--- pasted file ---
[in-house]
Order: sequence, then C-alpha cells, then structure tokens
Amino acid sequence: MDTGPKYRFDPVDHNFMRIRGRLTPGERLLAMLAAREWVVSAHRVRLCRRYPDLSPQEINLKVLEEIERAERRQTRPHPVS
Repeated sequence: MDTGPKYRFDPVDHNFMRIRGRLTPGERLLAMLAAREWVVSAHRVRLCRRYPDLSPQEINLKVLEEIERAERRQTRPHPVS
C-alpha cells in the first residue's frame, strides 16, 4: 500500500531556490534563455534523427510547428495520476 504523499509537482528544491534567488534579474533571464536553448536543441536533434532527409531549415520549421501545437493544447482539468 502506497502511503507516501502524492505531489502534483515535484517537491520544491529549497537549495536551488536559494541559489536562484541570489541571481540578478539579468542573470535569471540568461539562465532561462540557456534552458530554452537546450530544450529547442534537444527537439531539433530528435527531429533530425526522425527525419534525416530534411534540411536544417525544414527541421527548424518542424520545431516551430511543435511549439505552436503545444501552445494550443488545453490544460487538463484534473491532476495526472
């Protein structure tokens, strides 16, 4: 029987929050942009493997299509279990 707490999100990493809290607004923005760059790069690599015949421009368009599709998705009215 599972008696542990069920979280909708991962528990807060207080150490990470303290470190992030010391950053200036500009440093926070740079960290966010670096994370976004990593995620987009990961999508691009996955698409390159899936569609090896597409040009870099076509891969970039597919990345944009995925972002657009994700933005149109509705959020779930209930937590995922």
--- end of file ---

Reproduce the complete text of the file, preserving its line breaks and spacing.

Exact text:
[in-house]
Order: sequence, then C-alpha cells, then structure tokens
Amino acid sequence: MDTGPKYRFDPVDHNFMRIRGRLTPGERLLAMLAAREWVVSAHRVRLCRRYPDLSPQEINLKVLEEIERAERRQTRPHPVS
Repeated sequence: MDTGPKYRFDPVDHNFMRIRGRLTPGERLLAMLAAREWVVSAHRVRLCRRYPDLSPQEINLKVLEEIERAERRQTRPHPVS
C-alpha cells in the first residue's frame, strides 16, 4: 500500500531556490534563455534523427510547428495520476 504523499509537482528544491534567488534579474533571464536553448536543441536533434532527409531549415520549421501545437493544447482539468 502506497502511503507516501502524492505531489502534483515535484517537491520544491529549497537549495536551488536559494541559489536562484541570489541571481540578478539579468542573470535569471540568461539562465532561462540557456534552458530554452537546450530544450529547442534537444527537439531539433530528435527531429533530425526522425527525419534525416530534411534540411536544417525544414527541421527548424518542424520545431516551430511543435511549439505552436503545444501552445494550443488545453490544460487538463484534473491532476495526472
């Protein structure tokens, strides 16, 4: 029987929050942009493997299509279990 707490999100990493809290607004923005760059790069690599015949421009368009599709998705009215 599972008696542990069920979280909708991962528990807060207080150490990470303290470190992030010391950053200036500009440093926070740079960290966010670096994370976004990593995620987009990961999508691009996955698409390159899936569609090896597409040009870099076509891969970039597919990345944009995925972002657009994700933005149109509705959020779930209930937590995922």